The Gap Year complete

Discussion in 'Ride Reports - Epic Rides' started by 95Monster, Sep 2, 2018.

  1. 95Monster

    95Monster Long timer

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    So it's 10am and we destroyed $10,000 worth of camera lens and Ken's foot is swollen. We get him to a tarmac road (US 285?) and he's off to Gypsum while Justin & I dove back onto the BDR. The route went from two track onto freshly bulldozed forest road with trimmed branches. It was fun roller coaster riding with the branches trying to snag you. I certainly got my share of cardio that morning! Me n J.jpg Then we got our second water crossing of the day; no big deal. WaterX2.jpg The first peak was shortly after, easy peasy. Weston.jpg And then it was easy gravel on Weston Pass Rd to Leadville. WestonRd.jpg But not easy enough for my X-Grip phone mount, it ejected the iphone for the second time, breaking its' screen. After replacing two phones and three screens on this trip, you can say I hate the X Mount. It's NOT for Adventure riding!

    After a snack in Leadville, alright a pizza, we headed up a dusty road towards Hagerman Pass. Once you start making the climb up Hagerman it gets rocky. No big deal, really. Just pick your line and thread through the big stuff. Rocks.jpg And it goes on and on. Remember Rule # 1 in Zombieland? Cardio? Well, I just ate a pizza and hadn't done cardio in like 7 years? So I was pretty winded from pounding rocks at high altitude. We were almost to the top. One big switchback to the left where some jeepers were standing around scoping their own lines for a descent. I had two choices: the highline on the mountain side or the lowline along the cliff. Between the two lines was a rut filled with very big rocks. I chose the highline, thinking if something happened I'd fall into the mountain. That choice ended in a step up too big for me to clear. I stopped to look for options while balancing on the pegs and fell over; not into the mountain but down on the boulders! Ouch. Luckily, I jumped clear of the bike and landed on my knees and elbows, the Klim armor soaked up the impact. The bike was wheels up on an uphill slope. I was gasping for air and Justin was laughing over the intercom. With arms and legs like noodles, no way we're righting this upside down pig by ourselves. Then, our new friends with the jeeps came running down to assist! Down.JPG Up.JPG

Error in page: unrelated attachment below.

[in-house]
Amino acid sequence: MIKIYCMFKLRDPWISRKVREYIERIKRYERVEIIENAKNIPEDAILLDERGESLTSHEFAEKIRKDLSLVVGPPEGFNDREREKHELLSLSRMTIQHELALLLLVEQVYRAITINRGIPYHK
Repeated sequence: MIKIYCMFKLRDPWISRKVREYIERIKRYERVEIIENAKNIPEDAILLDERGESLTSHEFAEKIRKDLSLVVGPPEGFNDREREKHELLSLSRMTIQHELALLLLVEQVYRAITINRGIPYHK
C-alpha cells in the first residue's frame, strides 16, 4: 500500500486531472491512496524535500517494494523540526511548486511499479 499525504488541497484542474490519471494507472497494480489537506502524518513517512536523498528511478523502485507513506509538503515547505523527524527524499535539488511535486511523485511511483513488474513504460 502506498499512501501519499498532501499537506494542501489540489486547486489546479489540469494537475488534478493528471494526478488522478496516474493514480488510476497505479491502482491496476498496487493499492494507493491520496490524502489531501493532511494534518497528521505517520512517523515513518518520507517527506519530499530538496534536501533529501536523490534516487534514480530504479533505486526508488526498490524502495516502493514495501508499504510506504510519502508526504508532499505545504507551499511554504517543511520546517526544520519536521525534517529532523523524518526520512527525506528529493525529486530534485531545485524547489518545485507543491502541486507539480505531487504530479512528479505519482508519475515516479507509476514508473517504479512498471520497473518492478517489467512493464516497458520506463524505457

2. 95Monster

    95Monster Long timer

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    I got moving up the switchback and climbed the trail a bit to catch my breath and get my heart rate down below red line. Almost.jpg
    Dang it. More rocks. ClimHagerman.jpg
    And then, cool air. HagermanTop.jpg
    We did it. HagermanSign.jpg That's the way down? Saddle.jpg
    Velvetdogmom and thirsty 1 like this.
  3. 95Monster

    95Monster Long timer

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    I rode all over the Western Hemisphere and dropped my bike twice: once in a creek bed in North Carolina, the other climbing Hagerman. Neither were very technical or difficult sections. Both drops came from indecision and taking too long to make a decision. This one really came down to poor cardio. I was wiped out and got sloppy. But it's all downhill from here...until the next peak. TopHagerman.jpg One more from the crash that should have been in the previous section. SortaUp.JPG